Why Headshots Cannot Be Eradicated From The NHL

NHL Headshots

Photo courtesy of Amy Irvin/38 Photography

It’s been bandied about how fighting should be stricken from the game of hockey. I’ve heard both arguments, and while I am not the biggest proponent of fighting, I do still see its purpose—mildly. But has anyone brought up the idea of banning hitting from the game we know and love?

Hockey fans alike enjoy the physicality and the excitement it brings to the game, much like they enjoy the fighting aspect of the game, but we’ve seen a sharp rise in injuries (specifically concussions and headshots) because of bone-crushing hits.

As early as last week, Radko Gudas of the Philadelphia Flyers was slapped with a 6-game suspension for hitting Boston Bruins forward Austin Czarnik with a head shot against the boards. Only a few days prior, Gudas was again in the news for a boarding incident on college-hockey sensation, Jimmy Vesey, of the New York Rangers.

On October 5th, Tanner Pearson of the Los Angeles Kings was given a suspension for a headshot on Edmonton’s Brandon Davidson, costing him the remainder of the preseason and two regular season games.

If so many people are up in arms with taking fighting out of the game, hitting should be held to the same scrutiny, shouldn’t it?

Not so fast.

It’s always easier to look at replays in slow motion and Monday-morning-quarterback the videos. However, while it does show the play broken down frame by frame, it doesn’t show other mitigating factors.

The best goalies in the NHL have a reaction time of less than half a second. While forwards and defensemen have to react quickly to play, it’s not always as fast as goaltenders. For arguments sake, let’s say the average on-ice player has a reaction time of half a second. That’s quick by most standards when looking at one static play, but puck movement and player positioning change instantaneously—leaving even less time for players to react.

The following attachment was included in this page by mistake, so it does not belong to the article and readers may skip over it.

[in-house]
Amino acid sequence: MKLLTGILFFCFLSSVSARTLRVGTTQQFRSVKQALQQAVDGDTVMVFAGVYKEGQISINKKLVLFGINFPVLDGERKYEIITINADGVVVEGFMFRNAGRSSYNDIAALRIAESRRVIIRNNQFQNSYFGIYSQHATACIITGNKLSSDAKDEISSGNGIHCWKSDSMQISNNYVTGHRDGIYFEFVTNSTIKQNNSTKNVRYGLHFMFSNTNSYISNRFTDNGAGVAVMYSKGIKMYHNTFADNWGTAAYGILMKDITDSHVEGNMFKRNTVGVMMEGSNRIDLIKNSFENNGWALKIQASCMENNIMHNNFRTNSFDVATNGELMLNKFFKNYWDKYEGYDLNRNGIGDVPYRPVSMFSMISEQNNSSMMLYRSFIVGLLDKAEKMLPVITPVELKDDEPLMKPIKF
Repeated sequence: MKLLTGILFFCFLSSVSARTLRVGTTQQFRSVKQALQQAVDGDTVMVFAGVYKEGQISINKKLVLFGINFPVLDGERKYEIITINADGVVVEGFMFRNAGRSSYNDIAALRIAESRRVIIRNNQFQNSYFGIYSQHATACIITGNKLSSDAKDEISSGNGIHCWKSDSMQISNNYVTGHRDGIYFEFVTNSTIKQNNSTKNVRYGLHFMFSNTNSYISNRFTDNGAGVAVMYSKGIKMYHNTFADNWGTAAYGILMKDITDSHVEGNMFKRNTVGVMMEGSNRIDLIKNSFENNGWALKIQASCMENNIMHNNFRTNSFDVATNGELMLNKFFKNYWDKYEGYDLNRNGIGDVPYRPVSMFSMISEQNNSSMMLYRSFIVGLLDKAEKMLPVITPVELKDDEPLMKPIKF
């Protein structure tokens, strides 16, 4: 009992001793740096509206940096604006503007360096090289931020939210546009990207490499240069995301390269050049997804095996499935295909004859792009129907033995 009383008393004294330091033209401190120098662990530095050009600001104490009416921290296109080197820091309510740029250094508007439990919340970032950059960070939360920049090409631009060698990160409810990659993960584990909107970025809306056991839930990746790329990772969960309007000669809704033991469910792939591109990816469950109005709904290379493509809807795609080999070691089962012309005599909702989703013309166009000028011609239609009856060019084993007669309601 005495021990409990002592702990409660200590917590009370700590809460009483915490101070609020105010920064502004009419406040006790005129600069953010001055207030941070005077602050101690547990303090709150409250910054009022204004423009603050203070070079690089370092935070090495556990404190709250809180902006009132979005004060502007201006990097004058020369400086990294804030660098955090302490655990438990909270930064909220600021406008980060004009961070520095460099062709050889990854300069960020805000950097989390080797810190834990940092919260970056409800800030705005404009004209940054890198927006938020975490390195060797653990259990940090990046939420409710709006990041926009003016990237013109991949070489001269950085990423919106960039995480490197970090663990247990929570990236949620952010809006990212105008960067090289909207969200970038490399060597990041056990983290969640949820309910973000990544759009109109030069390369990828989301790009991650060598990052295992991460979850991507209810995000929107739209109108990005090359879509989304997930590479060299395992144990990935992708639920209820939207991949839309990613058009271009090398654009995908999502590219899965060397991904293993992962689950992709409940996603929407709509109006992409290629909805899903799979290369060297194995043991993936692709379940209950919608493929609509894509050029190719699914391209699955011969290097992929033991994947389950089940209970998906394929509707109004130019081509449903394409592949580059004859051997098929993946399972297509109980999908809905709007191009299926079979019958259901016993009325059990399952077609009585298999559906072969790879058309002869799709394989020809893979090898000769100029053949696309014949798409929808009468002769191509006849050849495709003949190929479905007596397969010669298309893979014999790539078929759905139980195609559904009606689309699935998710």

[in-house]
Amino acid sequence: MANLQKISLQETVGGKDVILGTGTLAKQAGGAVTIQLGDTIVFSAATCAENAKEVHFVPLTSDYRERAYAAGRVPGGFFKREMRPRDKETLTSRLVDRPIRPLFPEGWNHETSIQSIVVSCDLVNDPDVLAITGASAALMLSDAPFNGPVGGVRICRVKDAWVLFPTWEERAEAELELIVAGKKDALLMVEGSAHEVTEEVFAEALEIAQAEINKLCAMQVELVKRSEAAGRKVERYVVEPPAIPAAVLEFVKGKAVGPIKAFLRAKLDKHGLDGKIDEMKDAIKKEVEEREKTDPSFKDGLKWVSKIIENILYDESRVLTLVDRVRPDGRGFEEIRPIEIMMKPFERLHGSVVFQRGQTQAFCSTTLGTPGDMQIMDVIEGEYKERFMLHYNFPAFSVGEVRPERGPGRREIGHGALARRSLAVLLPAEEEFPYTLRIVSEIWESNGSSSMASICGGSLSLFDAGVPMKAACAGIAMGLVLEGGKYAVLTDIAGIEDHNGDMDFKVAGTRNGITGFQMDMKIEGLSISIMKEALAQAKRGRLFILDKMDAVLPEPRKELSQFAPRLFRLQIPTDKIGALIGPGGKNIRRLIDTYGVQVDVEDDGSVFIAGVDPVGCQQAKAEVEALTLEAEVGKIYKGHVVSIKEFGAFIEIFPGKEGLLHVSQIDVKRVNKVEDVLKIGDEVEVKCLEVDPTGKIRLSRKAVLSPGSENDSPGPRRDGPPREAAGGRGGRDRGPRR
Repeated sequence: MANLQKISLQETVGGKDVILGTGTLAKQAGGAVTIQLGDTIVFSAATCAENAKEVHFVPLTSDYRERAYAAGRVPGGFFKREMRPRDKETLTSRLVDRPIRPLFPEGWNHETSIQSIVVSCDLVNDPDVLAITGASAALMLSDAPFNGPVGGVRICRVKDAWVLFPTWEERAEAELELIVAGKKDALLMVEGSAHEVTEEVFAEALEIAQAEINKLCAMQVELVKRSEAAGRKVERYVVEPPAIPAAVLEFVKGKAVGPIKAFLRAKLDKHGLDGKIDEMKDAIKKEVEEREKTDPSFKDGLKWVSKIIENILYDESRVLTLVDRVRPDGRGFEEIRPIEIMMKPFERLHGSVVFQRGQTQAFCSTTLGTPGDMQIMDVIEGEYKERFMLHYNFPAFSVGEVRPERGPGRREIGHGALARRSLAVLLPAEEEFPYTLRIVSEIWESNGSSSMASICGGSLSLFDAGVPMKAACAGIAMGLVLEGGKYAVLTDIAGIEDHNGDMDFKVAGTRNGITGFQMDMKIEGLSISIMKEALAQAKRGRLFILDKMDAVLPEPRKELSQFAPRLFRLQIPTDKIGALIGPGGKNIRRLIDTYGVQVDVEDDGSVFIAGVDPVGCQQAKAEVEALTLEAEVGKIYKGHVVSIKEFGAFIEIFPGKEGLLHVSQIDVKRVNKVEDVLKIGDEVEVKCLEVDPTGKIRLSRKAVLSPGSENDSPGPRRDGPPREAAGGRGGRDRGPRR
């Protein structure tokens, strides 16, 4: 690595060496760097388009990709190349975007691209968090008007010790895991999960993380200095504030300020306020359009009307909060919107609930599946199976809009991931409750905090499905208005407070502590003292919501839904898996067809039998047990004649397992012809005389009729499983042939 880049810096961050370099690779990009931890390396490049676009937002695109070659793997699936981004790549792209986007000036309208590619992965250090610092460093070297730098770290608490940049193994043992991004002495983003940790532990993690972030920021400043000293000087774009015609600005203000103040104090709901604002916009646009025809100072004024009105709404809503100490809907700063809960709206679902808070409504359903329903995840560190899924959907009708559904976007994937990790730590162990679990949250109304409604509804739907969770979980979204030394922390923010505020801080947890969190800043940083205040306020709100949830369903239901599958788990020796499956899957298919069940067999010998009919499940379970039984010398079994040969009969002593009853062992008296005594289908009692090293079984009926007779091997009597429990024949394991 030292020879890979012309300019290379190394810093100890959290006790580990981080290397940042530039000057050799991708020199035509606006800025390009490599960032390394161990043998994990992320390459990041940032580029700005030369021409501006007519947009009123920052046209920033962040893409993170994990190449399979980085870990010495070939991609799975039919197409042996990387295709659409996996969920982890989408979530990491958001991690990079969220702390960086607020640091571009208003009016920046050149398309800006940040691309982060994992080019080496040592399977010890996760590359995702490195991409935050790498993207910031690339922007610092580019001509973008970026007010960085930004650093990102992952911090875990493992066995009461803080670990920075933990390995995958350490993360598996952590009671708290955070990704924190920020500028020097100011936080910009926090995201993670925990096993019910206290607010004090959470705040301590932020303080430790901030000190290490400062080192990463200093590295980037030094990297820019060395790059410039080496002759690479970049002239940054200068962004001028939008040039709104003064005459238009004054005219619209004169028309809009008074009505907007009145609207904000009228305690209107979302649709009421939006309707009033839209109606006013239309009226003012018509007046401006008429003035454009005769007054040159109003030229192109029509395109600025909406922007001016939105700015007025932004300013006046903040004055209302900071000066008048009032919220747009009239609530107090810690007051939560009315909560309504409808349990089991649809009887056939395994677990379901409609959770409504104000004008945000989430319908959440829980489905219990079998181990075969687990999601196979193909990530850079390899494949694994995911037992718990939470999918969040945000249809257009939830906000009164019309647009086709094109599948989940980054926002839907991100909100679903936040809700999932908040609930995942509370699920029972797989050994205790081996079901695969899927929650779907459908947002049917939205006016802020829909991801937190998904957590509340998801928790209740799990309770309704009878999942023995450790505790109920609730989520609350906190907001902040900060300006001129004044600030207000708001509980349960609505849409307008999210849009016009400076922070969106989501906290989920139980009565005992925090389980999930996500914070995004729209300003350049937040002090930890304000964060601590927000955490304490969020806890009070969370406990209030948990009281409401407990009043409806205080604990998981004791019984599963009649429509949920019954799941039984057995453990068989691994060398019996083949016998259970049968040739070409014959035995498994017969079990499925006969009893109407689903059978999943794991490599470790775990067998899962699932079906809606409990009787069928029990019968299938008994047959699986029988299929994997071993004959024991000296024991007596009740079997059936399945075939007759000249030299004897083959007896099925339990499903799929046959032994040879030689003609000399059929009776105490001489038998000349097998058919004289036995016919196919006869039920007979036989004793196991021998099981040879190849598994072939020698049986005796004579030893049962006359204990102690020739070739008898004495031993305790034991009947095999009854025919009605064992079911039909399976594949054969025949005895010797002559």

I’m not here to say that there aren’t players who deliver vicious hits to the head with their shoulders and elbows, although I do believe people are quick to judge players without taking the full play into effect.

The suspensions for boarding and headshots handed out last season were 100 percent fair and well deserved. Many fans were up in arms of similar incidents that went unpunished, even though they were justified. While not necessarily at fault, I feel there are just as many instances where the player receiving the hit puts himself in a vulnerable position and subsequently gets injured by an opponent during the hit. Players may second guess themselves in one situation or another, turn their body or hunker down to get a lower center of gravity, in turn opening them up to devastating hits.

NHL Headshots

Photo courtesy of Amy Irvin/38 Photography

The only logistical way to keep the majority of injuries and concussions to a minimum would be to ban hitting altogether. I’ve watched countless videos of hockey during the Soviet Union days where hitting was never a main factor or attraction of the game. While elegant and beautiful to watch, that simply isn’t the way North Americans have been brought up on the sport.

Next time you see what looks to be a dangerous hit, don’t just take the slow-motion video as your only basis of evidence. Watch it at full speed and pay close attention to the players involved. Their movements, their positioning, and how long they have to react to the play.

Will there ever be a ban on hitting in the league? No. Despite the spike in concussions league wide, they will never be wiped clean from the game. Be that as it may, the game has never been more enjoyable to watch as a fan.

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